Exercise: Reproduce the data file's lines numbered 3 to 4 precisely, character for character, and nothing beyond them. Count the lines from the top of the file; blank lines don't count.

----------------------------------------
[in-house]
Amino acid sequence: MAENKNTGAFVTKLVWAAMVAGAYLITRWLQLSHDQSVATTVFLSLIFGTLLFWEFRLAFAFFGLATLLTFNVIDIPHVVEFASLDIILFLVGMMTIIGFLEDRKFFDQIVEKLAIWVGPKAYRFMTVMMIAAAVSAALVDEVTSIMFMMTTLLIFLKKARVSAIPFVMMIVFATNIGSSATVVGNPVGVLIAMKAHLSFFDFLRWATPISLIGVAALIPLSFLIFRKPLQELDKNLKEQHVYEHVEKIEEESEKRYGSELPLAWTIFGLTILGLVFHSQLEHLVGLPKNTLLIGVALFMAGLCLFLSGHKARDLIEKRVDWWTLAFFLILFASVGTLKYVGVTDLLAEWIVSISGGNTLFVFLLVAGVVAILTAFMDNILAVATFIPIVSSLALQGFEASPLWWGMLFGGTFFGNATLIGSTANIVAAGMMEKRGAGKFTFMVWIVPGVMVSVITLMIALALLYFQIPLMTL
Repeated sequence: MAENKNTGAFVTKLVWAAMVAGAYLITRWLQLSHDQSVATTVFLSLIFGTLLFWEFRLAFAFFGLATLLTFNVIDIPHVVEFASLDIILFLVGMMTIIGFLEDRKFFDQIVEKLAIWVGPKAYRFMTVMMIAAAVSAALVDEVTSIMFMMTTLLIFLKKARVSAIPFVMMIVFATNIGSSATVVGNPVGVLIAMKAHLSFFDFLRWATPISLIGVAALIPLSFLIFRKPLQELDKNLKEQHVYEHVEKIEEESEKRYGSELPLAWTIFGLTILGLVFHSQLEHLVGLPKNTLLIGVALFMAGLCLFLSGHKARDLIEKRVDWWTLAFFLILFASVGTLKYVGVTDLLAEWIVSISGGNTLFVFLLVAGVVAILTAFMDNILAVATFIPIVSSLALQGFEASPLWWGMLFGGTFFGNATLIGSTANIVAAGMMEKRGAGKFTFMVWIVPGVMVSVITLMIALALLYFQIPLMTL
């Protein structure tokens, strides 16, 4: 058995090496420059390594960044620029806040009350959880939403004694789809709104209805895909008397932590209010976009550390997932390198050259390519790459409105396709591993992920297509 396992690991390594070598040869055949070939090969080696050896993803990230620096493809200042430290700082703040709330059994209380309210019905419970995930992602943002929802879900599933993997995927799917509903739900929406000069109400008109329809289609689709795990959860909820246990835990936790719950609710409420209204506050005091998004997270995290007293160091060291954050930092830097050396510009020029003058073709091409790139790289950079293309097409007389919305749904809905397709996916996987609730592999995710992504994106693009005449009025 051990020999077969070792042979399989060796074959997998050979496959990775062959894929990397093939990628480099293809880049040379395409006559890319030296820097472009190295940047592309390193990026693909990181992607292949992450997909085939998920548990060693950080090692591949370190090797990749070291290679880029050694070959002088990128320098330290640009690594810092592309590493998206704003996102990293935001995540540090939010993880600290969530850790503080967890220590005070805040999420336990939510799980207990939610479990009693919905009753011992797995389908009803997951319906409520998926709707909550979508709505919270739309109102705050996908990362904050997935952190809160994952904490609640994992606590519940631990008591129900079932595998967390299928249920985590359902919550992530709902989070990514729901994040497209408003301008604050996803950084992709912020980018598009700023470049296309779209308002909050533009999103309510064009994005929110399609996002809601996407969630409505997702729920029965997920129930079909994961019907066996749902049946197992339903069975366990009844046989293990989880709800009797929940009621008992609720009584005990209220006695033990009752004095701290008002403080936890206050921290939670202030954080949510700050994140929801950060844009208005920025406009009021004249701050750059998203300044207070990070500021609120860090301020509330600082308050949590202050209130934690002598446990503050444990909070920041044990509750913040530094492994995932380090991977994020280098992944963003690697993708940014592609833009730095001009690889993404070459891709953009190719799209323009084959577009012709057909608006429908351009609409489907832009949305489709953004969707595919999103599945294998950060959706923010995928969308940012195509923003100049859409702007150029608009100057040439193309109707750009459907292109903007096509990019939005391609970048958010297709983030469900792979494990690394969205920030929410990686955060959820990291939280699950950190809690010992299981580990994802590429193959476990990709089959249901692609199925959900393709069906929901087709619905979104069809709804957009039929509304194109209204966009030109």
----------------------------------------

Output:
Repeated sequence: MAENKNTGAFVTKLVWAAMVAGAYLITRWLQLSHDQSVATTVFLSLIFGTLLFWEFRLAFAFFGLATLLTFNVIDIPHVVEFASLDIILFLVGMMTIIGFLEDRKFFDQIVEKLAIWVGPKAYRFMTVMMIAAAVSAALVDEVTSIMFMMTTLLIFLKKARVSAIPFVMMIVFATNIGSSATVVGNPVGVLIAMKAHLSFFDFLRWATPISLIGVAALIPLSFLIFRKPLQELDKNLKEQHVYEHVEKIEEESEKRYGSELPLAWTIFGLTILGLVFHSQLEHLVGLPKNTLLIGVALFMAGLCLFLSGHKARDLIEKRVDWWTLAFFLILFASVGTLKYVGVTDLLAEWIVSISGGNTLFVFLLVAGVVAILTAFMDNILAVATFIPIVSSLALQGFEASPLWWGMLFGGTFFGNATLIGSTANIVAAGMMEKRGAGKFTFMVWIVPGVMVSVITLMIALALLYFQIPLMTL
């Protein structure tokens, strides 16, 4: 058995090496420059390594960044620029806040009350959880939403004694789809709104209805895909008397932590209010976009550390997932390198050259390519790459409105396709591993992920297509 396992690991390594070598040869055949070939090969080696050896993803990230620096493809200042430290700082703040709330059994209380309210019905419970995930992602943002929802879900599933993997995927799917509903739900929406000069109400008109329809289609689709795990959860909820246990835990936790719950609710409420209204506050005091998004997270995290007293160091060291954050930092830097050396510009020029003058073709091409790139790289950079293309097409007389919305749904809905397709996916996987609730592999995710992504994106693009005449009025 051990020999077969070792042979399989060796074959997998050979496959990775062959894929990397093939990628480099293809880049040379395409006559890319030296820097472009190295940047592309390193990026693909990181992607292949992450997909085939998920548990060693950080090692591949370190090797990749070291290679880029050694070959002088990128320098330290640009690594810092592309590493998206704003996102990293935001995540540090939010993880600290969530850790503080967890220590005070805040999420336990939510799980207990939610479990009693919905009753011992797995389908009803997951319906409520998926709707909550979508709505919270739309109102705050996908990362904050997935952190809160994952904490609640994992606590519940631990008591129900079932595998967390299928249920985590359902919550992530709902989070990514729901994040497209408003301008604050996803950084992709912020980018598009700023470049296309779209308002909050533009999103309510064009994005929110399609996002809601996407969630409505997702729920029965997920129930079909994961019907066996749902049946197992339903069975366990009844046989293990989880709800009797929940009621008992609720009584005990209220006695033990009752004095701290008002403080936890206050921290939670202030954080949510700050994140929801950060844009208005920025406009009021004249701050750059998203300044207070990070500021609120860090301020509330600082308050949590202050209130934690002598446990503050444990909070920041044990509750913040530094492994995932380090991977994020280098992944963003690697993708940014592609833009730095001009690889993404070459891709953009190719799209323009084959577009012709057909608006429908351009609409489907832009949305489709953004969707595919999103599945294998950060959706923010995928969308940012195509923003100049859409702007150029608009100057040439193309109707750009459907292109903007096509990019939005391609970048958010297709983030469900792979494990690394969205920030929410990686955060959820990291939280699950950190809690010992299981580990994802590429193959476990990709089959249901692609199925959900393709069906929901087709619905979104069809709804957009039929509304194109209204966009030109």